Beethoven: Symphony No. 3, Op. 55 "Eroica" - Strauss: Horn Concerto No. 1, Op. 11 (Live) Manfred Hobeck, Pittsburgh Symphony Orchestra
- Ludwig van Beethoven (1770 - 1827):Symphony No. 3 in E-Flat Major, Op. 55 "Eroica":
- 1Symphony No. 3 in E-Flat Major, Op. 55 "Eroica": I. Allegro con brio (Live)16:15
- 2Symphony No. 3 in E-Flat Major, Op. 55 "Eroica": II. Marcia funebre. Adagio assai (Live)15:11
- 3Symphony No. 3 in E-Flat Major, Op. 55 "Eroica": III. Scherzo. Allegro vivace (Live)05:36
- 4Symphony No. 3 in E-Flat Major, Op. 55 "Eroica": IV. Finale. Allegro molto (Live)11:50
- Richard Strauss (1864 - 1949): Horn Concerto No. 1 in E-Flat Major, Op. 11, TrV 117:
- 5Horn Concerto No. 1 in E-Flat Major, Op. 11, TrV 117: I. Allegro (Live)05:20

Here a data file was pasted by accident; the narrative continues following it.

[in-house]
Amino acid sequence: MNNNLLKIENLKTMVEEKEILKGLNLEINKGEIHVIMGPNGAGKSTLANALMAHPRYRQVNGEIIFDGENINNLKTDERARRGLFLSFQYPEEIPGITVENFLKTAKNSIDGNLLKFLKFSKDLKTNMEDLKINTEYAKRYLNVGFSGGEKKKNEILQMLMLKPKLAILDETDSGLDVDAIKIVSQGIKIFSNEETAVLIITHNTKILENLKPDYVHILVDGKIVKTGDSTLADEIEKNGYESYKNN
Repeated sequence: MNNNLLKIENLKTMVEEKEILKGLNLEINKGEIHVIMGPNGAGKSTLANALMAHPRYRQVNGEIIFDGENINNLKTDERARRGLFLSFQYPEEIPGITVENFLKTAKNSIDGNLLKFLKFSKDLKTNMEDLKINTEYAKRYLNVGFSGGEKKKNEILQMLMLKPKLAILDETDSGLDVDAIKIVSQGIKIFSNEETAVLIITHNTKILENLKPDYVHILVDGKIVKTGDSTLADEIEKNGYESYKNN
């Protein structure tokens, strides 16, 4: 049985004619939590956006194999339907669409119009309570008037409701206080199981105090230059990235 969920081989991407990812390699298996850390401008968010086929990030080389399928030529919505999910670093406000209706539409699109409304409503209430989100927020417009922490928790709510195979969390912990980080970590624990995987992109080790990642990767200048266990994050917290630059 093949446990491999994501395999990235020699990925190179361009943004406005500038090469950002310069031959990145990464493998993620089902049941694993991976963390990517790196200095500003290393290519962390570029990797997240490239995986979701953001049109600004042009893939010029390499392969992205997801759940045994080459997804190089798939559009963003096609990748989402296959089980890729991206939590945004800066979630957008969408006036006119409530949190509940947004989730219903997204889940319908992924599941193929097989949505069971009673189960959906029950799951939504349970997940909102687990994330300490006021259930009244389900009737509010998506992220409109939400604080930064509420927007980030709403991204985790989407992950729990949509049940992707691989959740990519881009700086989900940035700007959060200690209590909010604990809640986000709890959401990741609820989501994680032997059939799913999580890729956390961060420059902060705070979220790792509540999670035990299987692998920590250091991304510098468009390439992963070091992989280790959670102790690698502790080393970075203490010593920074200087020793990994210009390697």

- 6Horn Concerto No. 1 in E-Flat Major, Op. 11, TrV 117: II. Andante (Live)05:36
- 7Horn Concerto No. 1 in E-Flat Major, Op. 11, TrV 117: III. Rondo. Allegro (Live)05:25
Info for Beethoven: Symphony No. 3, Op. 55 "Eroica" - Strauss: Horn Concerto No. 1, Op. 11 (Live)
Reference Recordings proudly presents these two iconic works in definitive interpretations from Manfred Honeck and the Pittsburgh Symphony Orchestra, in superb audiophile sound.
In his fascinating and scholarly music notes, Maestro Honeck gives us insight into the history of both pieces, and describes how he conducts and interprets each. He reminds us that the “Eroica” was a bold departure from earlier symphonies, a “dance symphony with dramatic inventiveness, full of new elements that had never been heard before.” He quotes Beethoven’s student Ferdinand Ries, who wrote “Beethoven played recently for me (the “Eroica”) and I believe both heaven and earth must tremble when it is performed.” Honeck puts his own inimitable stamp on this interpretation, giving the listener a chance to experience the novelties of the “Eroica” as if hearing it for the very first time.